MOSCOW -- The United States and Russia have agreed to convene an international conference as soon as this month to try to end two years of bloodshed in Syria, U.S. Secretary of State John F. Kerry and Russian Foreign Minister Sergei Lavrov announced after talks Tuesday in Moscow.
The goal is to bring together Syrian rebels and government officials to begin negotiating a transition to a new regime, following a roadmap worked out in Geneva last year that has never gotten off the ground, officials said.
The announcement appeared to reflect a softening of Russia’s support for Syrian President Bashar Assad, a source of contention with the United States which has demanded that he relinquish power.
“I would like to emphasize that we … are not interested in the fate of certain persons,” Lavrov told reporters. “We are interested in the fate of the total Syrian people.”
Kerry, who also met with President Vladimir Putin, said, “The United States believes that we share some very significant common interests with respect to Syria: stability in the region, not having extremists creating problems throughout the region and elsewhere.”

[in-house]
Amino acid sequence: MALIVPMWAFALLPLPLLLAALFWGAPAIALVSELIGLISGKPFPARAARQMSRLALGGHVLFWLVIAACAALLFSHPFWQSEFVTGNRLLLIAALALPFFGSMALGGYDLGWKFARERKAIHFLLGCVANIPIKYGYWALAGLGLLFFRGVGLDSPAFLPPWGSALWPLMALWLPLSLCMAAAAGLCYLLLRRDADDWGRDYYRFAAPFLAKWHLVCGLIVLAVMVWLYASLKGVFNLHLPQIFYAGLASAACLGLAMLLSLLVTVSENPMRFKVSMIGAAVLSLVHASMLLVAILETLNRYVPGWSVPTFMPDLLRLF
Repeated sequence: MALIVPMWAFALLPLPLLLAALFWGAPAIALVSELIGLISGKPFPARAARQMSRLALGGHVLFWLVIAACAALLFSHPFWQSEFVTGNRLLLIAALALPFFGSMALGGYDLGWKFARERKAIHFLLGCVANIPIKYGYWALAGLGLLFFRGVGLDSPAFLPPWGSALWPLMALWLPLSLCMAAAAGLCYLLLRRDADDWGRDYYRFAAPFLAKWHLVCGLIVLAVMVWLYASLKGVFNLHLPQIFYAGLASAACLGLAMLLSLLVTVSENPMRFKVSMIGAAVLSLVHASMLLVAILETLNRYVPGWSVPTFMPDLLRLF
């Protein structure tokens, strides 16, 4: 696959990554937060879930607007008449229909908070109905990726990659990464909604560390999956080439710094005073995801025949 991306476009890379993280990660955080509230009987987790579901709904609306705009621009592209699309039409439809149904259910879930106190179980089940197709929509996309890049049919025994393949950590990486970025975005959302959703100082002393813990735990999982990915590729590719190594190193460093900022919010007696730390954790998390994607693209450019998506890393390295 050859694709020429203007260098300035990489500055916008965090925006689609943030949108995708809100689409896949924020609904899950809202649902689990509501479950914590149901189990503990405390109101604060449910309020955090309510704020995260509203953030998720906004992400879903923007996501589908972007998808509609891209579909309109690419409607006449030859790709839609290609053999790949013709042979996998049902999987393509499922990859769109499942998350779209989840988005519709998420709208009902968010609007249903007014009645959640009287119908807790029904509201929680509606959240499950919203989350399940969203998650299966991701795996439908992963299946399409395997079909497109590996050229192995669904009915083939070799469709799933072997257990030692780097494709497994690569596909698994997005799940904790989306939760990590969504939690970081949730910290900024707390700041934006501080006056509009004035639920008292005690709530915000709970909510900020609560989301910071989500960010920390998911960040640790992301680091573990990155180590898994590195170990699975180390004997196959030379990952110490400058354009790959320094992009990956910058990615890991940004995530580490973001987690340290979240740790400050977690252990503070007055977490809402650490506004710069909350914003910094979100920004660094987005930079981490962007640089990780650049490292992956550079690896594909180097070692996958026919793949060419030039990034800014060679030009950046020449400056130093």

Yet it remained unclear whether the two sides be able to bring together Assad, who has insisted that he will never surrender his post, and the rebels who have refused to negotiate with him.
The United States, Russia and other world powers worked out a guideline for peace talks last year in Geneva that called for the two sides to begin working out the shape of a new government. But differences remained over Assad's role. U.S. officials favored a negotiation process that did not involve Assad; Russia wanted him to take part.
Loiko reported from Moscow; Richter reported from Washington.